Alfred Darling, the Hove-based film engineer (including Bioscope manufacturer) who left £25,871 in his will when he died in 1931 – approximately £864,608 in today’s money
Was it worth it being a film pioneer? It’s a valid question, because too often the film histories (and the memoirs) can make us think that people helped form the motion picture business for the most romantic of reasons, making their mark on film history. But of course the chief reason they got involved at all was to make money. But did they? We know about the magnates and the handful of stars who found riches, but what about everyone else? Was it really worth it, or might they have been a lot better off not being so starry-eyed about things and working in a bank instead?
We can find some answers, for Britain at least, with the release online of the latest collection of family history records published by the genealogy site Ancestry. This time it is wills – to be precise, England & Wales, National Probate Calendar (Index of Wills and Administrations), 1861-1941. Here we can see those members of the film business who died before 1941 and who left a will (not all did, of course), and through such records see what effects they left (and to whom) once probate had been granted.
The physical version of the National Probate Calendar is to be found in the Probate Search Room, First Avenue House, 42-49 High Holborn, London, and I can vouch for its great value as a film history research tool. It was through the 1937 will of producer Charles Urban’s second wife Ada Aline (a film executive in her own right) that I found out information about relatives which led me to a living descendant who was holding on to the manuscript of Urban’s unpublished memoirs. The registers themselves do not give such detailed information. They simply give name, address, date of death, where and to whom probate was granted, and the effects i.e. the money they left in their will. To see the full will you need to order it through the Probate Service (information on how to do so is given by Ancestry), but the registers are an excellent starting point.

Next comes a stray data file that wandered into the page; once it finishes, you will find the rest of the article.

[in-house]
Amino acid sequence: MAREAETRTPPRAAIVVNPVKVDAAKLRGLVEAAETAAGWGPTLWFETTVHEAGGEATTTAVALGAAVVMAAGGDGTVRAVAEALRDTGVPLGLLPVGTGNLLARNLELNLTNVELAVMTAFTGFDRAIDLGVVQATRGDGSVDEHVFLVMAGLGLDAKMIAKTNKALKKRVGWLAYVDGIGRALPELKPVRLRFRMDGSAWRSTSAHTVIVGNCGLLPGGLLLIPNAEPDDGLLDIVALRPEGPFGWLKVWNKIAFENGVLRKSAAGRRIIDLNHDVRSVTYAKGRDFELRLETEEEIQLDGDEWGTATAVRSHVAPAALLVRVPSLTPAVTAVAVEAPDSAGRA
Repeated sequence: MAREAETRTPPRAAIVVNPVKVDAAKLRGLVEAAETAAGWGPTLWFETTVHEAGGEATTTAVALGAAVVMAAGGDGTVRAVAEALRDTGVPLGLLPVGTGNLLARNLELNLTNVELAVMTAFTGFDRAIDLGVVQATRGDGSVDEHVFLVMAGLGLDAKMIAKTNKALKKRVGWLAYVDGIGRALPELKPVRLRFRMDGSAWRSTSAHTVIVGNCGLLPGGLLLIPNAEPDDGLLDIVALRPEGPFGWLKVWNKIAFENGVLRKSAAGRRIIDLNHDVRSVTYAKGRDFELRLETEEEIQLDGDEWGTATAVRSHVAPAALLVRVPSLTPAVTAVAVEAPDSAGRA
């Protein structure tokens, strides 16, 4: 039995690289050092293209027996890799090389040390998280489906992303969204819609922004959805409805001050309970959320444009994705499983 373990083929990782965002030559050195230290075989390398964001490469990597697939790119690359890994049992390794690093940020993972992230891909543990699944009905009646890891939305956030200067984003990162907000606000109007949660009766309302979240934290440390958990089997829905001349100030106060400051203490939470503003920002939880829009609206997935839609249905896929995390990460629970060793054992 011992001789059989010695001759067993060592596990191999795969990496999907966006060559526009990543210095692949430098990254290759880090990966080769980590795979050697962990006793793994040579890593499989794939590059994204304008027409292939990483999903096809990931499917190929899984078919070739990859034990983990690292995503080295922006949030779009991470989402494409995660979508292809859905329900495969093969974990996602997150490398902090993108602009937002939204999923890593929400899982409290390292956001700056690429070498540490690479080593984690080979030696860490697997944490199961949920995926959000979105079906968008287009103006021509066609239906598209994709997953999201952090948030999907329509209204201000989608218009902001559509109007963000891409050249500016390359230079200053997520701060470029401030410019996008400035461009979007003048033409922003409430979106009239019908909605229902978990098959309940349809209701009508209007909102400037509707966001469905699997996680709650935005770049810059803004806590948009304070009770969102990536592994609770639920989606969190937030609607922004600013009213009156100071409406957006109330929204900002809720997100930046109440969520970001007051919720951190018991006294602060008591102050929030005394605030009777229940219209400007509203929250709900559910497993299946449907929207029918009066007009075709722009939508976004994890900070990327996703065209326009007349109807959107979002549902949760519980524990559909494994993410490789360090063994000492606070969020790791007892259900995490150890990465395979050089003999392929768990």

The Ancestry service is not free, but I have championed the value of online family history resources for film history research before now, and I can’t stress enough how useful such resources are when it comes to researching lives. So, to give you a taster of what you could find, here are some British film pioneers and what they left behind them (in pounds, shillings and pence):
- Avery, Jack (camera operator, producer) (d. 1927) – £254-7s-4d
- Brown, Theodore (inventor) (d. 1938) – £311
- Darling, Alfred (engineer) (d. 1931) – £25,871-18s-6d
- Day, Will (dealer in film equipment, historian) (d. 1936) – £1,584
- Haggar, William (producer) (d. 1925) – £16,690-4s-9d (resworn as £16,912-13s-5d)
- Kearton, Cherry (wildlife filmmaker, producer) (d. 1940) – £1,178-3s-6d
- Mottershaw, Frank (producer) (d. 1932) – £2,007-11s-7d
- Pyke, Montague (cinema owner) (d. 1935) – £1
- Urban, Ada Aline (executive) (d. 1937) – £7,413-18s-4d
- Williamson, James (producer, chemist) (d. 1933) – £15,046-13s-10d
To calculate what those amounts approximate in today’s money, use The National Archives’ Currency Converter – roughly multiply the figures by between 30 and 35 to get a modern day equivalent.
On the small sample above, it looks like you were a whole lot better off having a film engineering firm than being an inventor, while being a ruined cinema magnate was worst of all. Of course some will have made (or lost) their money on other ventures. Also those who died before 1942 tend to be on the technical side of things – the actors and filmmakers of the 1910s and 20s were still alive in the 1940s.
Anyway, it’s a very welcome resource, and even if you don’t subscribe to Ancestry you can still search for names on the database – you just won’t be able to see the digitised documents. Or make a visit to First Avenue House, where of course you can find indexes and wills post-1941 as well.